In the 1950s the "fervently anti-homosexual" Home Secretary, Sir David Maxwell Fyfe, urged the police to enforce the Victorian laws making homosexual acts illegal.[n 10] Britten and Pears came under scrutiny; Britten was visited by police officers in 1953 and was so perturbed that he discussed with his assistant Imogen Holst the possibility that Pears might have to enter a sham marriage (with whom is unclear). In the end nothing was done.
An increasingly important influence on Britten was the music of the East, an interest that was fostered by a tour there with Pears in 1956, when Britten once again encountered the music of the Balinese gamelan and saw for the first time Japanese Noh plays, which he called "some of the most wonderful drama I have ever seen." These eastern influences were seen and heard in the ballet The Prince of the Pagodas (1957) and later in two of the three semi-operatic "Parables for Church Performance": Curlew River (1964) and The Prodigal Son (1968).
By the 1960s, the Aldeburgh Festival was outgrowing its customary venues, and plans to build a new concert hall in Aldeburgh were not progressing. When redundant Victorian maltings buildings in the village of Snape, six miles inland, became available for hire, Britten realised that the largest of them could be converted into a concert hall and opera house. The 830-seat Snape Maltings hall was opened by the Queen at the start of the twentieth Aldeburgh Festival on 2 June 1967; it was immediately hailed as one of the best concert halls in the country. The hall was destroyed by fire in 1969, but Britten was determined that it would be rebuilt in time for the following year's festival, which it was. The Queen again attended the opening performance in 1970.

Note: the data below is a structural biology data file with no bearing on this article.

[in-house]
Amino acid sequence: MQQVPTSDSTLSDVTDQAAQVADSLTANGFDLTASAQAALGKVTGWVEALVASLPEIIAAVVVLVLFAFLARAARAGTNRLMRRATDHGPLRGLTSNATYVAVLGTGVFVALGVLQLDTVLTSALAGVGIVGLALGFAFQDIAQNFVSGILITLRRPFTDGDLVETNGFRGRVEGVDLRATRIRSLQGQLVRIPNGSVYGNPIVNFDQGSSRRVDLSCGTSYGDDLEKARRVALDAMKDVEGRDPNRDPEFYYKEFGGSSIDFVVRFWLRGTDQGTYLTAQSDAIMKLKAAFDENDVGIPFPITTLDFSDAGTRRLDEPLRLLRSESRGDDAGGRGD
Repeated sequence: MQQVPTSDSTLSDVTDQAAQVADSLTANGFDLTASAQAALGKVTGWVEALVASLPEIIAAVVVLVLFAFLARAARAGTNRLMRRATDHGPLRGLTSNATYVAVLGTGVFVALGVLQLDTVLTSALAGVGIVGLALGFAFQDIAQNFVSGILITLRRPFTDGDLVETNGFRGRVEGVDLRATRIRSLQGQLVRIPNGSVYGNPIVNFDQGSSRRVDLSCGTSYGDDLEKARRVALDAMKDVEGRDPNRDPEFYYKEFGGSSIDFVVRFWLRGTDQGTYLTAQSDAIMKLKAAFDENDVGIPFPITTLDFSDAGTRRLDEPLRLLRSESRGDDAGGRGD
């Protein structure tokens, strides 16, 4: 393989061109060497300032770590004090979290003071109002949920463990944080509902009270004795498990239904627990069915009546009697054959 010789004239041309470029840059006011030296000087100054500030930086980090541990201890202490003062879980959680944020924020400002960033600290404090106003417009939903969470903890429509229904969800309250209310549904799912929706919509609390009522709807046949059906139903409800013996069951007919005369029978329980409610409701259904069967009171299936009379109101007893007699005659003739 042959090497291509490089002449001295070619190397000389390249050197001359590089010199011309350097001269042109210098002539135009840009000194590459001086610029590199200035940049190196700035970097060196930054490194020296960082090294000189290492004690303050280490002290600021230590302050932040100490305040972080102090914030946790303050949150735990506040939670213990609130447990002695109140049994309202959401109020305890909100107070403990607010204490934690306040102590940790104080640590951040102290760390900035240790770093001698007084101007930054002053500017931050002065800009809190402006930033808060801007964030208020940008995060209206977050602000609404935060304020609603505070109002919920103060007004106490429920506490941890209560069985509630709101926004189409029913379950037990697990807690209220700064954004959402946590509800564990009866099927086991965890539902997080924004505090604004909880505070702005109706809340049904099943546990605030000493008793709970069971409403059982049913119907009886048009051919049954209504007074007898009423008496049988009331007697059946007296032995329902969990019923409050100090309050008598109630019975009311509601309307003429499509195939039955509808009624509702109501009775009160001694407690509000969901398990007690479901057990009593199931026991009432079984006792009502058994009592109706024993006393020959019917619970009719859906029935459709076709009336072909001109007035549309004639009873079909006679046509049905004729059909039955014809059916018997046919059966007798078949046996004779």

The Maltings gave the festival a venue that could comfortably house large orchestral works and operas. Britten conducted the first performance outside Russia of Shostakovich's Fourteenth Symphony at Snape in 1970. Shostakovich, a friend since 1960, dedicated the symphony to Britten; he was himself the dedicatee of The Prodigal Son. Two other Russian musicians who were close to Britten and regularly performed at the festival were the pianist Sviatoslav Richter and the cellist Mstislav Rostropovich. Britten composed his cello suites, Cello Symphony and Cello Sonata for Rostropovich, who premiered them at the Aldeburgh Festival.
One of the best known of Britten's works, the War Requiem, was premiered in 1962. He had been asked four years earlier to write a work for the consecration of the new Coventry Cathedral, a modernist building designed by Basil Spence. The old cathedral had been left in ruins by an air-raid on the city in 1940 in which hundreds of people died. Britten decided that his work would commemorate the dead of both World Wars in a large-scale score for soloists, chorus, chamber ensemble and orchestra. His text interspersed the traditional Requiem Mass with poems by Wilfred Owen. Matthews writes, "With the War Requiem Britten reached the apex of his reputation: it was almost universally hailed as a masterpiece." Shostakovich told Rostropovich that he believed it to be "the greatest work of the twentieth century".
In 1967 the BBC commissioned Britten to write an opera specially for television. Owen Wingrave was based, like The Turn of the Screw, on a ghost story by Henry James. By the 1960s Britten found composition much slower than in his prolific youth; he told the 28-year-old composer Nicholas Maw, "Get as much done now as you can, because it gets much, much more difficult as you grow older." He did not complete the score of the new opera until August 1970. Owen Wingrave was first broadcast in Britain in May 1971, when it was also televised in Austria, Belgium, Denmark, France, Germany, Ireland, the Netherlands, Norway, Sweden, Switzerland, the US and Yugoslavia.